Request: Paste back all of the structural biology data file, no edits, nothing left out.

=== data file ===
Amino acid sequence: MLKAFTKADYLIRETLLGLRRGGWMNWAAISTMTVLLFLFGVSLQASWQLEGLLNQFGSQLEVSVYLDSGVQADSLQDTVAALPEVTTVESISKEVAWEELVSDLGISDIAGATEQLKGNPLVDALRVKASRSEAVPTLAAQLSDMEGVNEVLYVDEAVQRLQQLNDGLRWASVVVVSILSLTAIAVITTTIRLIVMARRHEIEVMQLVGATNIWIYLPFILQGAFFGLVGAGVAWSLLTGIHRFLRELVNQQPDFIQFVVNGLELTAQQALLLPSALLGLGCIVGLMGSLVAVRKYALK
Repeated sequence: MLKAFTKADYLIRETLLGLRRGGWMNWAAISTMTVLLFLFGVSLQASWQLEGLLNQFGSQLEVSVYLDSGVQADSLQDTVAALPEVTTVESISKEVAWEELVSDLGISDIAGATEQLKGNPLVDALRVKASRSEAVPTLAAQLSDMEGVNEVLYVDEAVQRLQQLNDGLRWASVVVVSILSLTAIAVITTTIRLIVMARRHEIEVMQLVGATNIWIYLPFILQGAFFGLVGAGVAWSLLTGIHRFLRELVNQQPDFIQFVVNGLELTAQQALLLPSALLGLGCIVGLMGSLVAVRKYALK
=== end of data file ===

Amino acid sequence: MLKAFTKADYLIRETLLGLRRGGWMNWAAISTMTVLLFLFGVSLQASWQLEGLLNQFGSQLEVSVYLDSGVQADSLQDTVAALPEVTTVESISKEVAWEELVSDLGISDIAGATEQLKGNPLVDALRVKASRSEAVPTLAAQLSDMEGVNEVLYVDEAVQRLQQLNDGLRWASVVVVSILSLTAIAVITTTIRLIVMARRHEIEVMQLVGATNIWIYLPFILQGAFFGLVGAGVAWSLLTGIHRFLRELVNQQPDFIQFVVNGLELTAQQALLLPSALLGLGCIVGLMGSLVAVRKYALK
Repeated sequence: MLKAFTKADYLIRETLLGLRRGGWMNWAAISTMTVLLFLFGVSLQASWQLEGLLNQFGSQLEVSVYLDSGVQADSLQDTVAALPEVTTVESISKEVAWEELVSDLGISDIAGATEQLKGNPLVDALRVKASRSEAVPTLAAQLSDMEGVNEVLYVDEAVQRLQQLNDGLRWASVVVVSILSLTAIAVITTTIRLIVMARRHEIEVMQLVGATNIWIYLPFILQGAFFGLVGAGVAWSLLTGIHRFLRELVNQQPDFIQFVVNGLELTAQQALLLPSALLGLGCIVGLMGSLVAVRKYALK